Joong Do Kwan's Taekwondo Applications

Joong Do Kwan's Taekwondo Applications
JDK Instructors share the passion with ITF friends here in Perth

23 Apr 2014

Personal Reflections on Taekwondo

I recently had an interesting conversation with a long-time associate of my school. The guy has been reflecting on his personal and social circumstances and was interested in finding out more about my practice of Taekwondo. It's his intention to continue his own training despite increasing social and personal time commitments, so wanted to know how I kept up with my own training.

Frankly, the several times a week I exercise, the twice formal trainings we do, and maybe one or two short private drilling sessions are a nominal effort on my part to keep my hand in the game. When I was in college, I was exercising 6 days a week and training officially 6 times a week - twice of those were pure 'fight' training.

What tips the scale in my favour as a taekwondo practitioner is the amount of visualisation training I do. I spend time visualising all aspects of our training. Some times to improve on the flow of techniques, but most often to understand the sequences within taekwondo patterns, and then to understand the physics behind the techniques.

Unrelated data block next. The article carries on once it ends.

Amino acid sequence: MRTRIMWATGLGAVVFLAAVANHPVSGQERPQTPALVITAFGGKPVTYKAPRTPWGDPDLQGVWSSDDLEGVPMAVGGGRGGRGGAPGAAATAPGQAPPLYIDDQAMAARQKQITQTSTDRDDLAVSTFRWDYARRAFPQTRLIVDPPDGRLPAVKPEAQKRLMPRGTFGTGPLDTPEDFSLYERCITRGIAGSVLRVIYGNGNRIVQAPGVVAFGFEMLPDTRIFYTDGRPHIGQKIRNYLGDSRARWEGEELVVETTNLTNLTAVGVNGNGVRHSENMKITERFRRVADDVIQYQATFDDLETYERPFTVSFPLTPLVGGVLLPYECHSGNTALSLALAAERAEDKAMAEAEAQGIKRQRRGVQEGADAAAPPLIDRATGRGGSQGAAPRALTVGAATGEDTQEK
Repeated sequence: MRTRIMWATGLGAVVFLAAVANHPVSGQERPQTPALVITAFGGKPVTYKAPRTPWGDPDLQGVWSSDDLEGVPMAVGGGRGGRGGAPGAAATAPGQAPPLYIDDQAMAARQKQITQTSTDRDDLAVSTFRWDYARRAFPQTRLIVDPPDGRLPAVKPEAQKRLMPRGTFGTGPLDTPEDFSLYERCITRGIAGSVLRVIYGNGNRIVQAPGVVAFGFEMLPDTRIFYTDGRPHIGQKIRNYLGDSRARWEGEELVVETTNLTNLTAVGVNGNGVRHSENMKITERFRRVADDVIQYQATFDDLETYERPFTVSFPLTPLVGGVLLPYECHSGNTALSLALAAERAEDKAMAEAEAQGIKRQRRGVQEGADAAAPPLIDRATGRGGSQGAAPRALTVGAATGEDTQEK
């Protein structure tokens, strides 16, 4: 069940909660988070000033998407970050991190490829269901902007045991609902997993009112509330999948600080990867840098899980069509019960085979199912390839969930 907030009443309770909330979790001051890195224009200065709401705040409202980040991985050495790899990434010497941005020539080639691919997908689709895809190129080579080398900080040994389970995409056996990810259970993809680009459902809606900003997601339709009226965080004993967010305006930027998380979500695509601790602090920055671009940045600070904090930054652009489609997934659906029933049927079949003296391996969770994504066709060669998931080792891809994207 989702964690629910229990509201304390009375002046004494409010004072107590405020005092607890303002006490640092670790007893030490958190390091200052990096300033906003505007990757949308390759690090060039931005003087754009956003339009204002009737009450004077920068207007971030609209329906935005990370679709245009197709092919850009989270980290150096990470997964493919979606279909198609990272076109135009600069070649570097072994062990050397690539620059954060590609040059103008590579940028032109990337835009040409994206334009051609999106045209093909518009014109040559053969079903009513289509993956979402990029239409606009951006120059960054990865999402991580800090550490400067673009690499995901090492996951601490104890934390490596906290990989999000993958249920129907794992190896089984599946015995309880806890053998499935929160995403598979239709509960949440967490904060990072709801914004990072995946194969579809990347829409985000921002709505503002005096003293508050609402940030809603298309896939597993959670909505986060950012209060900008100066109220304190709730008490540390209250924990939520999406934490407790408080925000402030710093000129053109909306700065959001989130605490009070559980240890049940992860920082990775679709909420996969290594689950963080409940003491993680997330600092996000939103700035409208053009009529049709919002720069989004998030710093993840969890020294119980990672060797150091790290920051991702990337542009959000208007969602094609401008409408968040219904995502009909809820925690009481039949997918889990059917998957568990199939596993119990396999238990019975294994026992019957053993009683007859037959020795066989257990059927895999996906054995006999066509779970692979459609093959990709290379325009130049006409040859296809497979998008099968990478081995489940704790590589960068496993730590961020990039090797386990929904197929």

This has been one of the main ways in which I have been able to improve as a practitioner and instructor, whilst leading a full and demanding social and private life. Without the sheer amount of mental discipline, I would not have been able to produce the quality of seminars or teaching material that I share freely with any other practitioner, regardless of style or school. Of course I am the first to admint not all of my material is original. Or at least it did not start off as original - I read extensively about martial history, research other authors, seek to understand the physics behind our techniques in order to build up insight and my own material pertinent to our style.

It is a running joke, but I often think of 'Traditional Taekwondo' as 'Progressive Taekwondo.' The patterns are the syllabus that need not change, it's just the material and the training methodology that needs to be addressed. Meaning if I wanted to train like the young black belt I was - happy only to spar hard and fast or throw some fancy kicks, sure ... there need not be any change. But if I was interested in surviving an attack that is more menacing, then perhaps I should make each technique manifest power in a more fearsome way. Or I should train myself to ensure I always fight tactically, as opposed to sportively.

Keep training, folks! But train ... inventively.

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Colin
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Colin Wee
Principal, Joong Do Kwan (Perth)
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